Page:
Dyn DDoS – what can we do right now to help prevent the next attack?

The digital dust has settled, for now at least, on last week’s Distributed Denial of Service (DDoS) attack against DNS service provider Dyn.

There have been numerous rumours of what the attack was for, and why the attackers pounded Dyn with redundant traffic designed to harm the company’s ability to serve legitimate customers.

If you’re in a takeaway trying to order a nice, quick burger, but there are 100 people in front of you in the queue who ask politely all about today’s specials before calmly walking out without buying anything, both you and the burger vendor are going to take strain. Worse still, the time-wasters don’t have to spend any money buying up products to stop you getting served, so there’s not much to limit the scale of the disruption.

However, given that we’re in the last week of Cybersecurity Awareness Month, we thought we’d leave the rumours for later and start right at the top with our tips for how to fight back against the cybercrooks in our midst.

So here are some simple and general security tasks you can carry out at home (or at work!) to make life harder for the crooks:

  • Patch early, patch often. If your router has a firmware update available, install it now. If you have fallen behind on operating system updates, consider activating fully automatic updates so you won’t forget again. A hole that could be patched is a whole that should be patched.
  • Turn off remote access to your Internet of Things (IoT) devices like cameras and printers if you can. Some connected devices let outsiders login by default, which is handy for troubleshooting but even handier for crooks. If the device lets you restrict access to your local network only, make sure that option is turned on.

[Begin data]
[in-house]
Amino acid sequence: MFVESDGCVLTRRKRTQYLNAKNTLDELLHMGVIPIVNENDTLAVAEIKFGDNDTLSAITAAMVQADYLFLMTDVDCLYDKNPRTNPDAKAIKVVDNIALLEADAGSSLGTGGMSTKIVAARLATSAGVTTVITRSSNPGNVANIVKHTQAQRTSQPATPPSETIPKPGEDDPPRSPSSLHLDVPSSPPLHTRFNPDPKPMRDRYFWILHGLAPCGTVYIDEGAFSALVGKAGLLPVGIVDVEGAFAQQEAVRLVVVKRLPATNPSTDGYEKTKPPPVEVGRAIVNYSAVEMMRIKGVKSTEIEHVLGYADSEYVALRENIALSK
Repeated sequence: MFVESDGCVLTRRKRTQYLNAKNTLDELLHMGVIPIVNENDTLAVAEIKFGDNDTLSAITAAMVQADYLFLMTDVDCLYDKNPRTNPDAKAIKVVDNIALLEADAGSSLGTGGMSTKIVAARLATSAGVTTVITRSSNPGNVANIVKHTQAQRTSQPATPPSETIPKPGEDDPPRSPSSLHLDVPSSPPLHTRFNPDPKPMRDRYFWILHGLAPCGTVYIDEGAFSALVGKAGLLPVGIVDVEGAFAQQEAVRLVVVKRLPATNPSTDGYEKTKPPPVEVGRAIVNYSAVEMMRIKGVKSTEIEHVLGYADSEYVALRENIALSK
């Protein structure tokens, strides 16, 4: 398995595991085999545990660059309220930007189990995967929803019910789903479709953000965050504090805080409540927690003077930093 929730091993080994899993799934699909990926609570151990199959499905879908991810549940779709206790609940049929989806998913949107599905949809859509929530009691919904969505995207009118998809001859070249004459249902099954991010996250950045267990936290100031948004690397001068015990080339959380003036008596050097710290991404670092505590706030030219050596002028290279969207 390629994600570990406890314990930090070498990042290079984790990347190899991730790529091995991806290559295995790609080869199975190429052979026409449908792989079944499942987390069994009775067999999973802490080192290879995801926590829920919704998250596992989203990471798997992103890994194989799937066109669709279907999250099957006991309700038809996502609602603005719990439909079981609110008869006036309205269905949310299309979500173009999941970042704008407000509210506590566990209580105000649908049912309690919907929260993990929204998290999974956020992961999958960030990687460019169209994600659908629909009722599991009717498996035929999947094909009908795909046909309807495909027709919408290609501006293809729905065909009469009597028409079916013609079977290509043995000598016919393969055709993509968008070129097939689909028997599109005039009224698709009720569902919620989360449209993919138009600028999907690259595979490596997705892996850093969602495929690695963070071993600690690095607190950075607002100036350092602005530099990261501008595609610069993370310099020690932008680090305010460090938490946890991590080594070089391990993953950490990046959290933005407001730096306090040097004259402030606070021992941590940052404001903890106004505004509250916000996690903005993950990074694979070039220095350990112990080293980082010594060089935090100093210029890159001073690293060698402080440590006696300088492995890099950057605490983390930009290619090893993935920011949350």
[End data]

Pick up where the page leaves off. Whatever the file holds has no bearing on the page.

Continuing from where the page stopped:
• Change all device passwords so you don’t have any defaults. Many devices come preconfigured with usernames and passwords such as root/root or admin/admin that can be found with a search engine. A default password is as bad as no password.
  • When you acquire a new device, research it online before you make it live. If there are security patches available, apply them first. If there are risky settings you can turn off, do that up front. Even if it’s a gift, don’t feel pressurised into connecting it up right away.
  • Learn how to scan your own network for security holes. Tools such as Nmap can help you find holes before the crooks do. It’s legal to probe your own network, so you may as well find out if there are any obvious problems first. (If you already know how to do this, why not help your friends as your contribution to #NCSAM?)
  • Consider trying an industrial-strength home firewall. For example, Sophos Firewall Home Edition is 100% free. You’ll need a spare computer and some technical savvy (or a friend with the savvy) to set it up, but you’ll end up with all the features of our commercial product, and it will keep itself up-to-date with protection against the latest hacking threats.

What about the Dyn attack?

Some of the rumours we’ve heard about the attack on Dyn include:

  • The DDoS was an experiment to see how big an attack could be if the crooks really wanted.
  • The DDoS was a practice session for an attack on the forthcoming US election.
  • The DDoS was a show of strength, in case Julian Assange of Wikileaks turned out to be dead.

So far, however, the most likely explanation we’re aware of is that Dyn recently published a article about the risk of DDoS to service providers.